Asked if he could ever forgive Ferguson, Keane offered a long, contemplative pause before replying.
“Good question. I’m not sure, I’m not sure. Football is a small world and, eventually, you will cross paths with people again. Whether I would ever bump into him or not, whether it be at a game or sometimes there are conferences going on...Will I ever forgive him? I don’t know. Listen, I don’t know. We’ll see if we ever cross paths again. I’m sure we will...”
“Cross paths, I mean.”
“When I was playing League of Ireland, that was part of the show. When I was at Cobh, straight after a match you went for a few pints. So I never felt that was wrong. But as you get a bit older you pick up injuries, get speaking to foreign players, expecting and hoping to learn. You think ‘maybe that’s not the way to be going’, out and about,gallivanting. I think it’s great now and I would not change it. If I was 19 years of age and someone (had) said to me after a game that you best go home to eat some carbohydrates for fuel for next week, (my reaction would have been), ‘You need locking up, I’m going out!’”
“There was some days I’d be meeting Roddy and I wouldn’t be in the mood. You’re probably not surprised to hear that. Roddy had a way about him: he’s likeable, quite laidback, it was like a therapy session. I should have been charging him. But it wasn’t a case of sitting down and crying on his shoulder type thing, don’t think it was like that either. But I thought Roddy did a good job. He got the snippets, the good stuff, the bad stuff. That was the whole idea.”
“I played against him, I know what he’s like. What’s he like? (Pause). Weak...average player. Sneaky? That’s being polite. Where was his response? (Haaland tweeted – and then deleted – comparison pix of the bearded Keane and Saddam Hussein). Twitter? I’ll say no more.”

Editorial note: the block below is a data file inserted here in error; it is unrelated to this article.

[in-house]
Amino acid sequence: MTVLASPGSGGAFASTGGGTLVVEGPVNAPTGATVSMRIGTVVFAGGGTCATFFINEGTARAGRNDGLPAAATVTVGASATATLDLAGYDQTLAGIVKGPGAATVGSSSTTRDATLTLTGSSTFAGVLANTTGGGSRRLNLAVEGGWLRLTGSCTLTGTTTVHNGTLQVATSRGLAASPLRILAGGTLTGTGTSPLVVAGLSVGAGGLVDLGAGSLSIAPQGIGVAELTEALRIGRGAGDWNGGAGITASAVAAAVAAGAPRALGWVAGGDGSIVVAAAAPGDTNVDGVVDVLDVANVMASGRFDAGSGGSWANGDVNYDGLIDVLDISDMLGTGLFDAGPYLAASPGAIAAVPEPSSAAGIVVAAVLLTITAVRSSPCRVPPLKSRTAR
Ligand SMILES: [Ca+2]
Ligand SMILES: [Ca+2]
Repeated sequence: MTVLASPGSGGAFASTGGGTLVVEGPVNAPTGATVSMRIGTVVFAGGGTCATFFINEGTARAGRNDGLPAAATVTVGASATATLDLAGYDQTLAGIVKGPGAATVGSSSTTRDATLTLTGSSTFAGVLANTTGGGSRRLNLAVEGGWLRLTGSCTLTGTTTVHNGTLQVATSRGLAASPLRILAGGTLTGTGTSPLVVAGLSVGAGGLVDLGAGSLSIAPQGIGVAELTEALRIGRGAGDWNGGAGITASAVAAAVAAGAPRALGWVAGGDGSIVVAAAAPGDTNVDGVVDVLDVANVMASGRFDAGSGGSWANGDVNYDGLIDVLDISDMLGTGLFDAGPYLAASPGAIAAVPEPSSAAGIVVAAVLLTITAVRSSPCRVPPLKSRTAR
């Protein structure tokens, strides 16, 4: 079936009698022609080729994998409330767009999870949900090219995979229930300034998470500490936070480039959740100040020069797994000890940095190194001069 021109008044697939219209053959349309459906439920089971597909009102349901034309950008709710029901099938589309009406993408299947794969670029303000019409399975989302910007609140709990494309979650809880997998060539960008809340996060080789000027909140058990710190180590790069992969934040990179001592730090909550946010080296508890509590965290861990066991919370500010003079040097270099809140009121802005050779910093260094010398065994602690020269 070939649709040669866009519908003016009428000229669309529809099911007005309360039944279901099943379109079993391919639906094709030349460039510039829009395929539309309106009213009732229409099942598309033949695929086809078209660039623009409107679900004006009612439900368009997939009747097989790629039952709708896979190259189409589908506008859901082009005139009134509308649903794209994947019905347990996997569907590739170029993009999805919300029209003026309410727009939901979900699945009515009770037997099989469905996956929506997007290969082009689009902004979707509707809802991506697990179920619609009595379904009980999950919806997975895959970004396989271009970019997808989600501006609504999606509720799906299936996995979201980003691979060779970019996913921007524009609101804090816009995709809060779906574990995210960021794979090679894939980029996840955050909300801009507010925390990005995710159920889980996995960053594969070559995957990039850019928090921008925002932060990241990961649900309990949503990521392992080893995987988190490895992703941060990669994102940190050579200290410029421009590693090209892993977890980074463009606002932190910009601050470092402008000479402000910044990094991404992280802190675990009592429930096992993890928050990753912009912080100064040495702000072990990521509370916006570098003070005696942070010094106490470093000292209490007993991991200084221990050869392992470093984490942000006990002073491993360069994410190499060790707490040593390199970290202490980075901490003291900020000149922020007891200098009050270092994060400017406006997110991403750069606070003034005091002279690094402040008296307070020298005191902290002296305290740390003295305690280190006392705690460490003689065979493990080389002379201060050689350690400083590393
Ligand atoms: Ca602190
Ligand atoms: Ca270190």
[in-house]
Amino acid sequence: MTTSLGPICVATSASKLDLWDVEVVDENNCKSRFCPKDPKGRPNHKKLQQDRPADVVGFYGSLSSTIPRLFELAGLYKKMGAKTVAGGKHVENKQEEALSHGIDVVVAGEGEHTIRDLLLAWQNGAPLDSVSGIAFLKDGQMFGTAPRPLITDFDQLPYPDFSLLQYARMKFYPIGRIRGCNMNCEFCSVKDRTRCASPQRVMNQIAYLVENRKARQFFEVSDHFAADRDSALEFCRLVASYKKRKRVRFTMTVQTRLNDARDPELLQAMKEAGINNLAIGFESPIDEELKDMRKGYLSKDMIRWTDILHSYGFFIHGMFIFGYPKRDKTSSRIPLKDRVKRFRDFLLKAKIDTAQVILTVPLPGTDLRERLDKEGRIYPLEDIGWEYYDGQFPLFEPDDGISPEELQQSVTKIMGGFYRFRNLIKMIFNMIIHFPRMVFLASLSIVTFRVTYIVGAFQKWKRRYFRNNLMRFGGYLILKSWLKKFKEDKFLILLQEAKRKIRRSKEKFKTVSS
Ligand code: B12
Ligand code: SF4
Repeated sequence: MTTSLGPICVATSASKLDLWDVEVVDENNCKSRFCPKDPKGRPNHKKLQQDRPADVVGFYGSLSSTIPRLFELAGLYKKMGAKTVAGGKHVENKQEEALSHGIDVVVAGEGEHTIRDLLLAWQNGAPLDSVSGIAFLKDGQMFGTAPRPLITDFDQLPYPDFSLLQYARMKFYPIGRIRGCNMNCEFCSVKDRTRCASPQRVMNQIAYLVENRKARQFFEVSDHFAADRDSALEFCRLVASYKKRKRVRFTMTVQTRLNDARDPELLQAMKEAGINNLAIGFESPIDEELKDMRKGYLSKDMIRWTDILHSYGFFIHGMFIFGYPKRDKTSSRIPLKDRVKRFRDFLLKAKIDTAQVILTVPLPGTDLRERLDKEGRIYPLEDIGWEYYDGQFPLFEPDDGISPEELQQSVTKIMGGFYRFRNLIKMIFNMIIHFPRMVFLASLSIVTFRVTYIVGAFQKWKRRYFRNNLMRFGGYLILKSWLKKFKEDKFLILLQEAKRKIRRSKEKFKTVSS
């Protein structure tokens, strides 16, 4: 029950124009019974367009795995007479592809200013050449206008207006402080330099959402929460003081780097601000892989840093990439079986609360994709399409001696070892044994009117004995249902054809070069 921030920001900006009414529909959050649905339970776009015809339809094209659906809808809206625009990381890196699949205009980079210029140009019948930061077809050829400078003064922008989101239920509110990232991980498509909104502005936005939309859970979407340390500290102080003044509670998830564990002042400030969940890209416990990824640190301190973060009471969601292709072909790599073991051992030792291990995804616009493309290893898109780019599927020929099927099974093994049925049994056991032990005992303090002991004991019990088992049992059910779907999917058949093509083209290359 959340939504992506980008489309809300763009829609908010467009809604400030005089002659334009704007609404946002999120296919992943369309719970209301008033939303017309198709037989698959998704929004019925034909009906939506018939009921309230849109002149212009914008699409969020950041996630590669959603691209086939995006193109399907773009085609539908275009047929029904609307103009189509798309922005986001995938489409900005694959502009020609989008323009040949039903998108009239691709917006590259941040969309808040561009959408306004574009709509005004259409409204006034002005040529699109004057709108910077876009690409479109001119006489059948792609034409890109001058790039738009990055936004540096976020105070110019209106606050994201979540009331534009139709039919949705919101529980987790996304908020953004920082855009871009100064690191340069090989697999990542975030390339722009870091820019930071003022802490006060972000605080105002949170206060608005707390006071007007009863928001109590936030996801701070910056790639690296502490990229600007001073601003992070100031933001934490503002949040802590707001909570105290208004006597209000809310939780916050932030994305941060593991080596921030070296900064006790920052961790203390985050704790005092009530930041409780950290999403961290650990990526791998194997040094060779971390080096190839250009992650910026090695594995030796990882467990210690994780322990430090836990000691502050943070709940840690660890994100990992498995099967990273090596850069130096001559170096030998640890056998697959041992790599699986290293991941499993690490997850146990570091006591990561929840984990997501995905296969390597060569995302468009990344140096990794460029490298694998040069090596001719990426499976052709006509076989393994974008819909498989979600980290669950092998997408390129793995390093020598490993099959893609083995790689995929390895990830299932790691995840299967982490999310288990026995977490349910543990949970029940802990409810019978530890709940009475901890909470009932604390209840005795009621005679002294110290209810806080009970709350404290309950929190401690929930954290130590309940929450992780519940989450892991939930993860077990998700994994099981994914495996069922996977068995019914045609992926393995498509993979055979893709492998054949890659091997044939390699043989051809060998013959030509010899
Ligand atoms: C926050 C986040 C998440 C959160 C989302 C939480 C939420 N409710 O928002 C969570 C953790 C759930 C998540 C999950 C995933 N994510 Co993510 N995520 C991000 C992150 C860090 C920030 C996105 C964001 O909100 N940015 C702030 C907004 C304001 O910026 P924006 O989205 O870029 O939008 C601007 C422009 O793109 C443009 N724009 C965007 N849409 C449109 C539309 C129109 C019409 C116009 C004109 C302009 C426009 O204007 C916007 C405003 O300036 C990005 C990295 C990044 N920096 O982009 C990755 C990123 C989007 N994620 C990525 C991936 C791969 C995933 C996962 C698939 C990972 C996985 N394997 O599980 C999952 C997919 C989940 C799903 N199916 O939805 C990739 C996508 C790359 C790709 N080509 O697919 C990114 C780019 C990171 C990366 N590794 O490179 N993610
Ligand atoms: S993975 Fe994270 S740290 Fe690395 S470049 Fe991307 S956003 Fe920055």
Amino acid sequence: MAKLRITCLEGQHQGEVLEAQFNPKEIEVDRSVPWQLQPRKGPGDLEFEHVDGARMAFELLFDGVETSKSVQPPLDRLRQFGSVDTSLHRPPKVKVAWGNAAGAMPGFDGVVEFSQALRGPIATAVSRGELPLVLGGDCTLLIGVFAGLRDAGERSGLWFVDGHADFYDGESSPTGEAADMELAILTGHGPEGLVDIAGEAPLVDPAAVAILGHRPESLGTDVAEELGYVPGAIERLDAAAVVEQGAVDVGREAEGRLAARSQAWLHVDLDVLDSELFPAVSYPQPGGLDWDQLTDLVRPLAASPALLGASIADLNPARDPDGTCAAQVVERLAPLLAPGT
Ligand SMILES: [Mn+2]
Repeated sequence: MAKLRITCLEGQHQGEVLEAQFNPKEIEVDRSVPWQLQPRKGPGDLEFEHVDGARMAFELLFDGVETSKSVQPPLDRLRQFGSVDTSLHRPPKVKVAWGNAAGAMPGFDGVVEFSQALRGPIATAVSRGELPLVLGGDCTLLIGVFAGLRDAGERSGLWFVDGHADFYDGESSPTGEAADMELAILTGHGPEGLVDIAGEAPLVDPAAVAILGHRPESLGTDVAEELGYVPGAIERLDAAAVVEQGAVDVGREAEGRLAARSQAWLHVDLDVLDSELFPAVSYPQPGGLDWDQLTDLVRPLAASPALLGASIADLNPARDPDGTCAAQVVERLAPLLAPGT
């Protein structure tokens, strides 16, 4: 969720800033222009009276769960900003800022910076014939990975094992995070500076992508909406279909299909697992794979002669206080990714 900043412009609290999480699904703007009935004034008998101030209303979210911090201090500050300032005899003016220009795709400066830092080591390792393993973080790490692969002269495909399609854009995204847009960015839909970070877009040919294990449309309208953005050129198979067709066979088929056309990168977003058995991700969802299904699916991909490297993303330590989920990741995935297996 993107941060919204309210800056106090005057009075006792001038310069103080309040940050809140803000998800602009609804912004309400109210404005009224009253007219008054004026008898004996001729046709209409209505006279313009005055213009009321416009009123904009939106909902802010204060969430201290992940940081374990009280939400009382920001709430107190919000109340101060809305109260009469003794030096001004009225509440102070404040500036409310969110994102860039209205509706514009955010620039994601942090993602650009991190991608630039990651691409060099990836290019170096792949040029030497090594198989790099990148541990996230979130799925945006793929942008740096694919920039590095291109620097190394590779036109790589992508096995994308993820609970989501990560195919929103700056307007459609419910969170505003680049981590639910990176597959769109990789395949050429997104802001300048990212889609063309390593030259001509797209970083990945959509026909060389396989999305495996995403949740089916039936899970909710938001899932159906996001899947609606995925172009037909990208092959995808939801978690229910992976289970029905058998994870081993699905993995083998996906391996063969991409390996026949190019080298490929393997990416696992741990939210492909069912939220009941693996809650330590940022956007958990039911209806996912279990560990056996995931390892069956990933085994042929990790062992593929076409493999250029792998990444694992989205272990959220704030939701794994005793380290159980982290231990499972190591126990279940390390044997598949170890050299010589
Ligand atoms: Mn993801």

“When I was a player the music didn’t bother me in terms of getting motivated so I don’t think I have a song that I could throw at you that would get me going. But I don’t think it would be Abba. (Reminded that in the book he reveals he bought Culture Club’s ‘Karma Chameleon’): I was 12!”
“The chance to get back involved with Ireland was fantastic for me from a selfish point of view. It’s just rekindled what I love about the game because whatever has gone on about the book — the fights, the disagreements — I still love the game of football.”
“Obviously Ferguson had friends in the media. There are a few of them here today. I can spot them a mile away. He was pals with them and he put little snippets about me out there. It was lies, basic lies. So I had to come out and say ‘listen . .’ And now is the time. I had to bide my time and I’ve waited long enough. So there you go.”
“I’m not looking for plaudits for that. I didn’t go into his room saying ‘I think this is wrong’. That was just a conversation you have with a manager, particularly when you are a senior player. It wasn’t a case of me going in and saying ‘listen, I think you need to have a look at yourself’. It was ‘listen, I’ve been told you’re not going to win this’. It wasn’t a case of me sticking my nose in someone’s business. I was in his office but if people think I was in his office every week having little chats, they’re sadly mistaken. There was five, six situations in my 12-and-a-bit years at United that I was actually having a one-to-one with him.”
“The things I learned the most as a player were from the lads I played with. The lads at Man Utd were absolutely fantastic. Just because there were disagreements – obviously my situation with Peter (Schemeichel), which again was highlighted in the book –(nevertheless) the days I had with them lads at United were probably the best days of my life. They were absolutely fantastic lads and we were winning trophies. So for people to try to tarnish that and have little digs, that’s why you have to come out fighting. I said ’enough’s enough’.”